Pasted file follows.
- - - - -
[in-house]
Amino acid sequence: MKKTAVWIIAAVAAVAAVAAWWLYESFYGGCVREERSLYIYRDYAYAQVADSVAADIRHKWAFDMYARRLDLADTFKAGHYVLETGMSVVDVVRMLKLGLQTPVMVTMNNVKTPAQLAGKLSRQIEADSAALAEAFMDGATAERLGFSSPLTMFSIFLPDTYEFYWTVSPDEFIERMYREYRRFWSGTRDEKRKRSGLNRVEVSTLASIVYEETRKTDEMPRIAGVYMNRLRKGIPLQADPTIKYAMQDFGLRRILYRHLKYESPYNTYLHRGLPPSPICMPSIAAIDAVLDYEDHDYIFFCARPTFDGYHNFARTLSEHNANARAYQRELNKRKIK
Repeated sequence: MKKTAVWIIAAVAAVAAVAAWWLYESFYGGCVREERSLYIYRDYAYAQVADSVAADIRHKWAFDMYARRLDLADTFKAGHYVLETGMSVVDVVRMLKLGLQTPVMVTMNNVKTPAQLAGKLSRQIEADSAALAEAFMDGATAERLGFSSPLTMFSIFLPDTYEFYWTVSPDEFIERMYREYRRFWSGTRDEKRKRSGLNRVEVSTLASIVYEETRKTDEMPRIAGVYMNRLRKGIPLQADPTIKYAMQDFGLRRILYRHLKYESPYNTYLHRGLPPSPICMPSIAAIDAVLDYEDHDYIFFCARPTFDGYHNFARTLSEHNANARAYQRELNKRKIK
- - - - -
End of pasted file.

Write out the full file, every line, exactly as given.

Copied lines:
[in-house]
Amino acid sequence: MKKTAVWIIAAVAAVAAVAAWWLYESFYGGCVREERSLYIYRDYAYAQVADSVAADIRHKWAFDMYARRLDLADTFKAGHYVLETGMSVVDVVRMLKLGLQTPVMVTMNNVKTPAQLAGKLSRQIEADSAALAEAFMDGATAERLGFSSPLTMFSIFLPDTYEFYWTVSPDEFIERMYREYRRFWSGTRDEKRKRSGLNRVEVSTLASIVYEETRKTDEMPRIAGVYMNRLRKGIPLQADPTIKYAMQDFGLRRILYRHLKYESPYNTYLHRGLPPSPICMPSIAAIDAVLDYEDHDYIFFCARPTFDGYHNFARTLSEHNANARAYQRELNKRKIK
Repeated sequence: MKKTAVWIIAAVAAVAAVAAWWLYESFYGGCVREERSLYIYRDYAYAQVADSVAADIRHKWAFDMYARRLDLADTFKAGHYVLETGMSVVDVVRMLKLGLQTPVMVTMNNVKTPAQLAGKLSRQIEADSAALAEAFMDGATAERLGFSSPLTMFSIFLPDTYEFYWTVSPDEFIERMYREYRRFWSGTRDEKRKRSGLNRVEVSTLASIVYEETRKTDEMPRIAGVYMNRLRKGIPLQADPTIKYAMQDFGLRRILYRHLKYESPYNTYLHRGLPPSPICMPSIAAIDAVLDYEDHDYIFFCARPTFDGYHNFARTLSEHNANARAYQRELNKRKIK